The artwork is a dense geometrical black and white labyrinth, with the panels not in conventional rows and columns, all the more adding to the insanity that is Johnny. Also, what makes the artwork so alluring is the way the panels are drawn in the style of camera angles as opposed to traditional forward-facing comic characters.
The stories are a mixture of horrific levels of violence and Johnny's insightful soliloquies where he tries to justify his actions, the main one being that there is a 'thing' behind his wall and if he doesn't keep the wall wet with blood the 'thing' will get out and do more damage than Johnny ever could.
Whilst this could be a recipe for a bad blood-soaked comic that's only good for lighting the fire, Vasquez has an explosive sense of humour that makes you burst out laughing even when disembowelling his one and only fan. Vasquez has created a complete universe of death, torture and Frooty Pops that is perfect to curl up with on a Sunday afternoon. No, really, it'll make you smile!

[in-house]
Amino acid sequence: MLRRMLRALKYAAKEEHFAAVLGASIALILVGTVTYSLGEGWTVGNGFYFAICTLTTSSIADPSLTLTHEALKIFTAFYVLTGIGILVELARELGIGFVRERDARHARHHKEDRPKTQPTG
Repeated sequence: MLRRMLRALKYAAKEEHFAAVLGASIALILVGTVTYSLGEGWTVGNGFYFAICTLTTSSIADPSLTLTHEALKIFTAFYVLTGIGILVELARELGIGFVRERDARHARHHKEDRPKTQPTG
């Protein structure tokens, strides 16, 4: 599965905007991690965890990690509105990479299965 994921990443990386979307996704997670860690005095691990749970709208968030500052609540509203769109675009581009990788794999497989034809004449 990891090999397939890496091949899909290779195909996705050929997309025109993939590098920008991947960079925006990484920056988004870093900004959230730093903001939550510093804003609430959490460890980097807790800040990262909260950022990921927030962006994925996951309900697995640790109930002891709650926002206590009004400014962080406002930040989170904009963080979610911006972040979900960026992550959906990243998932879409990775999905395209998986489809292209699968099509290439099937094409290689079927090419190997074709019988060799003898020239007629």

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on 18 February 2004
If you are offended by horrifically OTT ultra-violence, the darkest humour in print, astute observations of the Goth scene and the horrors of the word "Wacky!", look away now, as this is not for you. And stick to Peanuts, dammit!
Now, for the rest of us sick and twisted people (with a sense of humour), there is JTHM: The Director's Cut to pore and drool over, as Jhonen Vasquez's classic work is finally collected in one tome, which saves the effort of trying to hunt down the extremely hard to get hold of comics. However, this isn't a comics to graphic novel translation, as several strips of the comics are ommitted, but we do get some of the original strips from his school paper and undergroud fanzines, plus the very first sketches.